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In an eyewitness account published in The Times, a number of surnames
were mentioned in connection with first days of the 1857 Mutiny at
Delhi. If any of the following names are of interest, please contact me
for an email copy of the article in Word format.
Commander-in-Chief, the Hon. George ANSON
Dr. BATSON of the 74th Regiment
the Commissioner, Mr. FRASER
the artillery commandant, Captain DE TESSIER
Dr. DOPPING of the 54th
the Fort Adjutant, Captain DOUGLAS
Lieutenant HOLLAND, the Quartermaster of the 38th
the Rev. Mr. JENNINGS and his daughter
Major KAYRETT was in command of the regiment
Brigade Major, Captain NICOL
Major Paterson, of the 54th Regiment Native Infantry and Mrs. PATERSON
Westwood PEILE and Mrs PEILE
Mr. RIGBY, of the Engineers Department
Colonel RIPLEY, the commandant of the regiment,
Captain TYLER, of the 38th
Dr John WOOD & Mrs WOOD
Brenton C. Wood
Get Your Private, Free Email at http://www.hotmail.com
>I came across a recently published book, this week called
>Angels of Albion - Women of the Indian Mutiny by Jane Robinson.
>It is 318 pages and gives background accounts of the Mutiny as suffered by
>various women. This might be of interest to those wanting to fill in on
>social history side of their ancestors.
>Price is approx NZ$45, probably US$20
How strange you should mention this book. I just borrowed it from our
local library on Thursday and find it a simply fascinating account. It is
particularly interesting to me as my g-grandaunt, JANET SINCLAIR was
"butchered" in the Bibighur at Cawnpore together with 200 or so other women
and children. Her brother, WILLIAM SINCLAIR (my g-grandfather) escaped by
dressing as a native, although his name is posted on the death list as
having been killed at Sati Chowra Ghat. Janet's half-sister MATILDA and
husband MATTHEW OGLE and "large family" were also killed. He, is
mentioned in Andrew Ward's book, "Our Bones are Scattered." It says -
"Other fugitives were not so lucky. Sergeant Matthew Ogle of the Canal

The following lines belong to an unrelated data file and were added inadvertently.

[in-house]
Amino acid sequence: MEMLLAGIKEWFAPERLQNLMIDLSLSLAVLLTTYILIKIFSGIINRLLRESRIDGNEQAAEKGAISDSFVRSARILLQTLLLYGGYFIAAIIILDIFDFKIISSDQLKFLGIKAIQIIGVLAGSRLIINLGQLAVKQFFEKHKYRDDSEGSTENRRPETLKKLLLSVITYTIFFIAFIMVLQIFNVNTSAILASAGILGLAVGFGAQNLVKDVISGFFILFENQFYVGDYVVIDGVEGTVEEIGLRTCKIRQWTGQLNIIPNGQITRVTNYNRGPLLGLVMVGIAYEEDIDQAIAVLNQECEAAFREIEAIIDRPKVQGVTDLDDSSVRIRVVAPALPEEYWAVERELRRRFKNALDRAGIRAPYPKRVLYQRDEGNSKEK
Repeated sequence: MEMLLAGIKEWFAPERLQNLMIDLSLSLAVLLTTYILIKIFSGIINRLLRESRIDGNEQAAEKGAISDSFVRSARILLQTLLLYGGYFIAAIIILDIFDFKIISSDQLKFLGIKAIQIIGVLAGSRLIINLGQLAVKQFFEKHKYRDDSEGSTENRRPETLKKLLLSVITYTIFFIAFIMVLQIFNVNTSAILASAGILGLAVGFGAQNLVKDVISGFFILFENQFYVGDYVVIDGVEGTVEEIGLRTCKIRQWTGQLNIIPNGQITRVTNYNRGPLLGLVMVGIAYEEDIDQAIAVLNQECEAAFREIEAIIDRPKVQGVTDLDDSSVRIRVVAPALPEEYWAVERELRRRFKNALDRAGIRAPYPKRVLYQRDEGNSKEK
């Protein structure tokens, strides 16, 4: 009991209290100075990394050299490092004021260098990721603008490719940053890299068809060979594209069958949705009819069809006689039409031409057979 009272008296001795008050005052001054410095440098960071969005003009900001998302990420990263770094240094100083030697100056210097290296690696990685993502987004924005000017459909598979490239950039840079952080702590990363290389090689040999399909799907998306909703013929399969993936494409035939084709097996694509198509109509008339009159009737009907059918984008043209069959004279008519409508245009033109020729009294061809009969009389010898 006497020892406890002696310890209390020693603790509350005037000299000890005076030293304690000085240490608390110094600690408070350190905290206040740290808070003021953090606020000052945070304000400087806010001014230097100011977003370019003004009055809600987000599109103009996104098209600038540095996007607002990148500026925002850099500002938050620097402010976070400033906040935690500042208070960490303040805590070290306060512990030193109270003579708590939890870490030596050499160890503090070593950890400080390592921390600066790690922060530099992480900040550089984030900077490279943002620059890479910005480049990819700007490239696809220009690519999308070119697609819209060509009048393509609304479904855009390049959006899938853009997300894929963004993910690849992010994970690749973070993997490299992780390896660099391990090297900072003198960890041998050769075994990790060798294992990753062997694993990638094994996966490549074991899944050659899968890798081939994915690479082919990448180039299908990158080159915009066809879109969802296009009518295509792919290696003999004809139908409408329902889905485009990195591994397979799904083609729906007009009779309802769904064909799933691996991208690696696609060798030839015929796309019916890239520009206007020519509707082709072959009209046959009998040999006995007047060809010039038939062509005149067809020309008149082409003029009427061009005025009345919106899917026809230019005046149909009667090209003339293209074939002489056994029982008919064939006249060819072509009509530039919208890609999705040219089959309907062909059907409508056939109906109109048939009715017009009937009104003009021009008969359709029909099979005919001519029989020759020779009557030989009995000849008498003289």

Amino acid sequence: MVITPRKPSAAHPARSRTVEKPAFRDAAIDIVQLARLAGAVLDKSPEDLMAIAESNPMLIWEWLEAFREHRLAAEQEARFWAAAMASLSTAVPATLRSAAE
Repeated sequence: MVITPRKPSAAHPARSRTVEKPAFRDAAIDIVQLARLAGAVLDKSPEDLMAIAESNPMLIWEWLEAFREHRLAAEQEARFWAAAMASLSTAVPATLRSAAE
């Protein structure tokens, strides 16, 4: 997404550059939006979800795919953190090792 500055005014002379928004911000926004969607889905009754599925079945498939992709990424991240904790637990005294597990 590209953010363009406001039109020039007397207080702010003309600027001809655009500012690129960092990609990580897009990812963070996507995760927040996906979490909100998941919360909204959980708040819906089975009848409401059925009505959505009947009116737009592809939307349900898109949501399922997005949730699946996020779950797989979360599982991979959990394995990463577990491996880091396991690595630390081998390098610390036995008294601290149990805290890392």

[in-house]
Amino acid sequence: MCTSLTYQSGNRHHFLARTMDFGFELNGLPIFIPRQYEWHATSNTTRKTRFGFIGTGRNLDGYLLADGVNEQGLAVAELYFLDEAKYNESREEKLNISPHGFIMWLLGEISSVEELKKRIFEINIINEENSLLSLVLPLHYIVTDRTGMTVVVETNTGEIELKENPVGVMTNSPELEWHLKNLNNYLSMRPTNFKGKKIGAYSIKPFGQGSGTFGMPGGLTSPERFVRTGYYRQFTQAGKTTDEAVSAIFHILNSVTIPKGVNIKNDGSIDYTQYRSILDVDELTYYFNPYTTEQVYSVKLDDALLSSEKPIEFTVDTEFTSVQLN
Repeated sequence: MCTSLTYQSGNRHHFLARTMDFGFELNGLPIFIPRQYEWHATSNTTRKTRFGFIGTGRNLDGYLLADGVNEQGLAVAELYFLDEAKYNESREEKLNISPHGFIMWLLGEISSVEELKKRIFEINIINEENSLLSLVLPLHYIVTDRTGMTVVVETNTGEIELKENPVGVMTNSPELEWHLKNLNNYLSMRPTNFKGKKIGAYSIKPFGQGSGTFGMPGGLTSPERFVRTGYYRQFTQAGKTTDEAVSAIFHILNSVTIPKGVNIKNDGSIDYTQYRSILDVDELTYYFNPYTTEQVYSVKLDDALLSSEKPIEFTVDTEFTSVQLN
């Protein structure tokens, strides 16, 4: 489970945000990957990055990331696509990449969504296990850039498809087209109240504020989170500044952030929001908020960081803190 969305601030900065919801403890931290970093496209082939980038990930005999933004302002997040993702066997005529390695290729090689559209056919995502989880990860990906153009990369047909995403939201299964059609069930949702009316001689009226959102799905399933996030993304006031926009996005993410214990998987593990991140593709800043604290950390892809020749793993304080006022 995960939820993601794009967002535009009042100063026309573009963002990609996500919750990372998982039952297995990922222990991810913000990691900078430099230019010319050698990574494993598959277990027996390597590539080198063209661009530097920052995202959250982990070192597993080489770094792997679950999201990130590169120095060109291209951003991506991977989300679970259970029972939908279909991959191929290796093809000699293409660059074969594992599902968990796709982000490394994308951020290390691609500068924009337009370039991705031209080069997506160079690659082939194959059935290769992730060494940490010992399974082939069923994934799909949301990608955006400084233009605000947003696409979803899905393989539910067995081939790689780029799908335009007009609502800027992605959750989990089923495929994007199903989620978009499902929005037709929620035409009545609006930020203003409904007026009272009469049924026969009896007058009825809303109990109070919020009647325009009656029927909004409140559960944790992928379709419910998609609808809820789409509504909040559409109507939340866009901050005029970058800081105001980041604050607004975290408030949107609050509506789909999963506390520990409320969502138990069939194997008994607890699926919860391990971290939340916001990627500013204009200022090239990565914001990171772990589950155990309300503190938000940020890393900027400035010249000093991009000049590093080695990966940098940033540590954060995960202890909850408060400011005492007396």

Department was captured and killed after trying to escape into the
The story of Amy Horne and Ulrica Wheeler, both Eurasian girls in their
teens, being captured by Sowars and forced into Moslem marriages, is
fascinating. There is also an article on Amy in the June issue of The
Cawnpore was probably the saddest account of the Mutiny, as out of about a
thousand European and Eurasians sheltering in General Wheeler's
entrenchment, (mostly civilian as there were only about 120 British
soldiers to defend the entrenchment), only a handful survived, and some of
them like Amelia Horne, Jonah Shepherd and Mowbray Thompson wrote accounts
of their experiences.
Incidentally, does anyone on the List have a copy of Shepherd's List of
Dead? I saw this in his book kept in the OIOC but couldn't get it all
Surbiton, Surrey, UK
As I am sure you all know by now I am working on a boolet for Society of
Genealogists on records re India & Far East . I am treying to solve the
more thorny problems now as to if records exist for certain groups
Can anyone tell me whom to contact regarding records of Jewish marriages or
burials in the Indian sub contient. Specifically Jewish peoplw of Middle
Eastern/European origin not Jews of Cochin or those of Indian origin
"Jews of the Raj" and "Jews of Cochin" are not records based books. I am
looking for specific places where these records have been preserved either
in India or abroad or if anyone has an actual person I can contact in
By the way I would be interested to contact anyone who is tracing people in
India of Jewish descent
I recently got a readers ticket for the School of Oriental & African
Studies and I have come across interesting books specifically on Jews in
India, which I had not come across in British Library as they are not UK
published. Unfortunately not records orintated, but if anyone interested I
can e-mail the book details
Help please on this one - I am getting desperate, none of the Jewish
Genealogical Societies in UK can help